Determination of genetic status in a closed colony of rhesus monkeys (Macaca mulatta)

Marcia C Ribeiro Andrade, Cecilia Penedo, Thea Ward, Virgilio F. Silva, Luciana R. Bertolini, Jeffrey A Roberts, Jose Paulo G Paulo, Pedro H. Cabello

Research output: Contribution to journalArticle

27 Citations (Scopus)

Abstract

The long-term management of breeding colonies requires some measure of genetic diversity in the animal population. For the maintenance of breeding colonies of monkeys used for biomedical research, known pedigrees supply precise data to determine the genetic status of colonies. We present data of genetic analyses in an old closed colony of rhesus macaques (Macaca mulatta) that was established in 1932 with 100 animals. For more than 40 years, the animals were kept on an isolated island and, in 1980, single-male breeding groups were established. A total of 333 DNA samples of these animals were typed to 20 microsatellite markers using multiplex PCR in order to verify inbreeding coefficient (α) and level of heterozygosity. We found an average heterozygosity of 64% and obtained α=-0.03293 (±0.00573). Our results indicate that the reproductive strategy used was effective because consanguineous breeding was avoided. A continuous genetic program must be carried out in order to obtain better quality primates for biomedical research.

Original languageEnglish (US)
Pages (from-to)183-186
Number of pages4
JournalPrimates
Volume45
Issue number3
DOIs
StatePublished - Jul 2004

Fingerprint

Macaca mulatta
biomedical research
breeding
animals
heterozygosity
inbreeding coefficient
pedigree
monkeys
Primates
microsatellite repeats
genetic variation
DNA
sampling

Keywords

  • Animal management
  • Genetic diversity
  • Inbreeding
  • Macaca mulatta

ASJC Scopus subject areas

  • Animal Science and Zoology

Cite this

Andrade, M. C. R., Penedo, C., Ward, T., Silva, V. F., Bertolini, L. R., Roberts, J. A., ... Cabello, P. H. (2004). Determination of genetic status in a closed colony of rhesus monkeys (Macaca mulatta). Primates, 45(3), 183-186. https://doi.org/10.1007/s10329-004-0084-x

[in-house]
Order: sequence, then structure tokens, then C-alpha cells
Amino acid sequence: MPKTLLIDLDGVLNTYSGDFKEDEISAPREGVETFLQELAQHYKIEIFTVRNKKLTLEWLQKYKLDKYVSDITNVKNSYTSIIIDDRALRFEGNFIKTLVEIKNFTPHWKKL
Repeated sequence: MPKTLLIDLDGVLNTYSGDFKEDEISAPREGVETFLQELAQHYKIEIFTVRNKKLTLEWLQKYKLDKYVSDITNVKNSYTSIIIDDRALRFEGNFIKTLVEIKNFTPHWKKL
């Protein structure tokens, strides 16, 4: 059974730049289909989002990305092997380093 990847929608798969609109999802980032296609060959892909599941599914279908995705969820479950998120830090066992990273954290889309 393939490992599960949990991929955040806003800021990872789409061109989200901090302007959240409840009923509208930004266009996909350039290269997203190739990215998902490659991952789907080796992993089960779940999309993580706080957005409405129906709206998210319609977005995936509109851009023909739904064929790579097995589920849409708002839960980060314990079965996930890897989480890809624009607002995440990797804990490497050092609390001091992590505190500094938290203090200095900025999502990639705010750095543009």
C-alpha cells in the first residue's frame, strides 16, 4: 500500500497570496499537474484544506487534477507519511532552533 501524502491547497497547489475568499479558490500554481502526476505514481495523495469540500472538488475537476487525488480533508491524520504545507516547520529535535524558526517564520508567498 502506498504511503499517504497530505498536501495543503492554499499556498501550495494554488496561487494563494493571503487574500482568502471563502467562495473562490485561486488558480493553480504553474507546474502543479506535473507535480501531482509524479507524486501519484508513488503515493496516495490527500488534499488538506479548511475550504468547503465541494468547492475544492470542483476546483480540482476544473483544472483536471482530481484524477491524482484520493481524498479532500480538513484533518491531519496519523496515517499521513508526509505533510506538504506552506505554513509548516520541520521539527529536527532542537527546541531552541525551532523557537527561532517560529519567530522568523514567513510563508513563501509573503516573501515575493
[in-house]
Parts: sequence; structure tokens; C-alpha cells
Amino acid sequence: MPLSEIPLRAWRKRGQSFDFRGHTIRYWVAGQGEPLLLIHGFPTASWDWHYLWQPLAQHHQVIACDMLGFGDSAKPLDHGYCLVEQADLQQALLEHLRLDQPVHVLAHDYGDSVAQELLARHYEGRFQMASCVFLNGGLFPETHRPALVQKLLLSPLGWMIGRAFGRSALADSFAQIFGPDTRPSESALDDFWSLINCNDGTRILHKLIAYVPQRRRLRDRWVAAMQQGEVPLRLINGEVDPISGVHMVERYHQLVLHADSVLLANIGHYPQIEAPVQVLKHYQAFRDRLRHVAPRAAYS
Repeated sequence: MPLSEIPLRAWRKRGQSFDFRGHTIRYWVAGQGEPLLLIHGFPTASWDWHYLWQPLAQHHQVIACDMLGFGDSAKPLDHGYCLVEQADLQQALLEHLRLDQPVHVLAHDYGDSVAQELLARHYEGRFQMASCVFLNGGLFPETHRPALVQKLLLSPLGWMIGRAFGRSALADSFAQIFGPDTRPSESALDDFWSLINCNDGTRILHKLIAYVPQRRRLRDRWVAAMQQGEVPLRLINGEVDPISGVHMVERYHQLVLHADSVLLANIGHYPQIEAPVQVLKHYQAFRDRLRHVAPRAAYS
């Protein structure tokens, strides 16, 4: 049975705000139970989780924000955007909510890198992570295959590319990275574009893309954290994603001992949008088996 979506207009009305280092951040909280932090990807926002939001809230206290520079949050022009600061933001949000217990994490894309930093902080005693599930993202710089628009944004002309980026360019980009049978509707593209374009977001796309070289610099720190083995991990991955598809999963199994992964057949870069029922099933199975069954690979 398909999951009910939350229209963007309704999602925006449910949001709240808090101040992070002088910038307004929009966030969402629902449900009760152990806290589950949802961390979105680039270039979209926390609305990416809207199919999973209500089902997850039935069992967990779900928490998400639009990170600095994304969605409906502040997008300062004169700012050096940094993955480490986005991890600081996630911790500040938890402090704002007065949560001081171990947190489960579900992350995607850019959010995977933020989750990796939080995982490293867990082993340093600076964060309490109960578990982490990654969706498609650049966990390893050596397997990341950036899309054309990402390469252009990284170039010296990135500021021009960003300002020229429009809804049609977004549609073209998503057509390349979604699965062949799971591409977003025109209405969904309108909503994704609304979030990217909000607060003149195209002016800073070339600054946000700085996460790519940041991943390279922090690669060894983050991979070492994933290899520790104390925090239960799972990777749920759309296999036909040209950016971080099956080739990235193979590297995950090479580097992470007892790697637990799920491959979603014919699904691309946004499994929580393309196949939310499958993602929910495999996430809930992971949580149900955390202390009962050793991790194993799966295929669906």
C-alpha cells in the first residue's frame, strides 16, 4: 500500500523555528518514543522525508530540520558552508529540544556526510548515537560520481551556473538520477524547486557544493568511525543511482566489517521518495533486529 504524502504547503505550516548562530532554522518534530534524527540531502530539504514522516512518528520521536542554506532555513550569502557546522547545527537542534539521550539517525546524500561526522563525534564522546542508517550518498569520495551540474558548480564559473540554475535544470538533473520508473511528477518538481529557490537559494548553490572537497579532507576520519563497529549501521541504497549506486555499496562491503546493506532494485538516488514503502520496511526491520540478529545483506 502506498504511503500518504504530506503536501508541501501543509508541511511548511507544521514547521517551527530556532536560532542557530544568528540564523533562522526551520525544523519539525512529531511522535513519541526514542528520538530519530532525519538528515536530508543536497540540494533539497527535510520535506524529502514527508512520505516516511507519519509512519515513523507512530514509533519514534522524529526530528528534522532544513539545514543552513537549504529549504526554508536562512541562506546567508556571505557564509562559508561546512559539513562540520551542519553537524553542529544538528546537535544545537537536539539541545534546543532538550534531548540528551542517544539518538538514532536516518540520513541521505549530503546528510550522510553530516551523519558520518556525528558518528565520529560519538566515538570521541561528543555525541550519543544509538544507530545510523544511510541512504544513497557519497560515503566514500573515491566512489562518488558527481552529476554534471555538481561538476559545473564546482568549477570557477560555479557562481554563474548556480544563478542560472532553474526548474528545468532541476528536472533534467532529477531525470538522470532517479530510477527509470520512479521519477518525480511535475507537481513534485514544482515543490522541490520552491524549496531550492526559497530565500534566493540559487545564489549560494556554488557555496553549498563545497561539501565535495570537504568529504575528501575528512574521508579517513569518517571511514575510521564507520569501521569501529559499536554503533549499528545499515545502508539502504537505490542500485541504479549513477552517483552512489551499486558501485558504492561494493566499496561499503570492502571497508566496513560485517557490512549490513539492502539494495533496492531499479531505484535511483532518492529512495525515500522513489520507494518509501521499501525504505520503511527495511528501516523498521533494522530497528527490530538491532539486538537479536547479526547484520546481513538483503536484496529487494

Determination of genetic status in a closed colony of rhesus monkeys (Macaca mulatta). / Andrade, Marcia C Ribeiro; Penedo, Cecilia; Ward, Thea; Silva, Virgilio F.; Bertolini, Luciana R.; Roberts, Jeffrey A; Paulo, Jose Paulo G; Cabello, Pedro H.

In: Primates, Vol. 45, No. 3, 07.2004, p. 183-186.

Research output: Contribution to journalArticle

Andrade, MCR, Penedo, C, Ward, T, Silva, VF, Bertolini, LR, Roberts, JA, Paulo, JPG & Cabello, PH 2004, 'Determination of genetic status in a closed colony of rhesus monkeys (Macaca mulatta)', Primates, vol. 45, no. 3, pp. 183-186. https://doi.org/10.1007/s10329-004-0084-x
Andrade, Marcia C Ribeiro ; Penedo, Cecilia ; Ward, Thea ; Silva, Virgilio F. ; Bertolini, Luciana R. ; Roberts, Jeffrey A ; Paulo, Jose Paulo G ; Cabello, Pedro H. / Determination of genetic status in a closed colony of rhesus monkeys (Macaca mulatta). In: Primates. 2004 ; Vol. 45, No. 3. pp. 183-186.
@article{d3a588f47f3e4d999d4e3b0066307fab,
title = "Determination of genetic status in a closed colony of rhesus monkeys (Macaca mulatta)",
abstract = "The long-term management of breeding colonies requires some measure of genetic diversity in the animal population. For the maintenance of breeding colonies of monkeys used for biomedical research, known pedigrees supply precise data to determine the genetic status of colonies. We present data of genetic analyses in an old closed colony of rhesus macaques (Macaca mulatta) that was established in 1932 with 100 animals. For more than 40 years, the animals were kept on an isolated island and, in 1980, single-male breeding groups were established. A total of 333 DNA samples of these animals were typed to 20 microsatellite markers using multiplex PCR in order to verify inbreeding coefficient (α) and level of heterozygosity. We found an average heterozygosity of 64{\%} and obtained α=-0.03293 (±0.00573). Our results indicate that the reproductive strategy used was effective because consanguineous breeding was avoided. A continuous genetic program must be carried out in order to obtain better quality primates for biomedical research.",